• After dinner, we also put out a Whisky Bar. Jase and his dad like to think of themselves as Whisky connoisseurs, so it was a nice addition for them. We just put out five half bottles of various types of whisky, along with ice, water, ginger beer and cloudy lemonade and let guests help themselves. It went along perfectly with the 20s feel.
• Jase is an incredible designer and was dead set on designing the invitations. Taking inspiration from a book of Art Nouveau posters, that man designed the invitations and every other scrap of wedding stationary we had: maps, RSVP cards, the menus, the ceremony programs, the signage. All of it. They all featured the same designs, fonts and colours, yielding a perfect cohesion between them all.
• We bought our own champagne coupes from a restaurant wholesale retailer to go along with the 20s feel. They looked amazing and were worth every penny.
• Instead of a guest book, we had guests sign the border around a framed photo from our engagement shoot with Jon. It’s currently hanging in our living room.
• Our dog, Beckham, was the ring bearer…complete with bow tie. We just had to.
• As gifts to my dad and my now mother-in-law, we had sentimental poems and the date of our wedding embroidered onto the corners of hankerchiefs
• I made our own confetti by buying white and green flowers, then dehydrating them in the oven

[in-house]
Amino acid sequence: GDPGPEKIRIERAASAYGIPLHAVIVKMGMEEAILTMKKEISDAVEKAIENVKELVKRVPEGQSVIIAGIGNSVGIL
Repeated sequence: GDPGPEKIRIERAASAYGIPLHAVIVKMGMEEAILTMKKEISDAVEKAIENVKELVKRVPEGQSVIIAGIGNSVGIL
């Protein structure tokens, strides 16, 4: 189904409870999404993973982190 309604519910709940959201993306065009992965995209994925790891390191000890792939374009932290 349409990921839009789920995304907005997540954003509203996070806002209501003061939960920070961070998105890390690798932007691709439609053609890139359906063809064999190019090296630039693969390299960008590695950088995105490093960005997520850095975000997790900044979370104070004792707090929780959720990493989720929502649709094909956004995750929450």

After the initial drinks reception, Jon took us away to take some photos in and around York. That was the first time we had a chance to really revel in the fact that we were officially man and wife. The surreal high was unbelievable. It was further heightened when we actually went into the centre of York to take photos and were receiving smiles, well wishes, and catcalls from complete strangers. It was this bizarre feeling that it was just the two of us on the street, but simultaneously connected to all that is good in the world around us. Jon captured this in an amazing shot of Jase and I kissing in the middle of a crowded street in York. It’s one of our favourites.
Also, as a part of his speech, the Best Man showed a series of video messages he had collected from our friends and family spread out across the globe. Jase and I were both crying by the end of it from a combination of sentimentality and uncontrollable laughter. It really showed us how blessed we are to have such supportive friends and family, even from afar.
In a nutshell, you have to do what’s best for, and true to, you as a couple. From weddings as an industry, to tradition to family politics, it’s so easy to get caught up in it all. If you don’t want to invite your second cousin once removed, don’t. If you want to make your dog the ring barer (as we did), do it. I think there can be a lot of pressure telling you, “This is what a wedding looks like. This is what you have to do.” But I don’t think that’s true at all. It’s YOUR day. Make it yours.
Supplier shout outs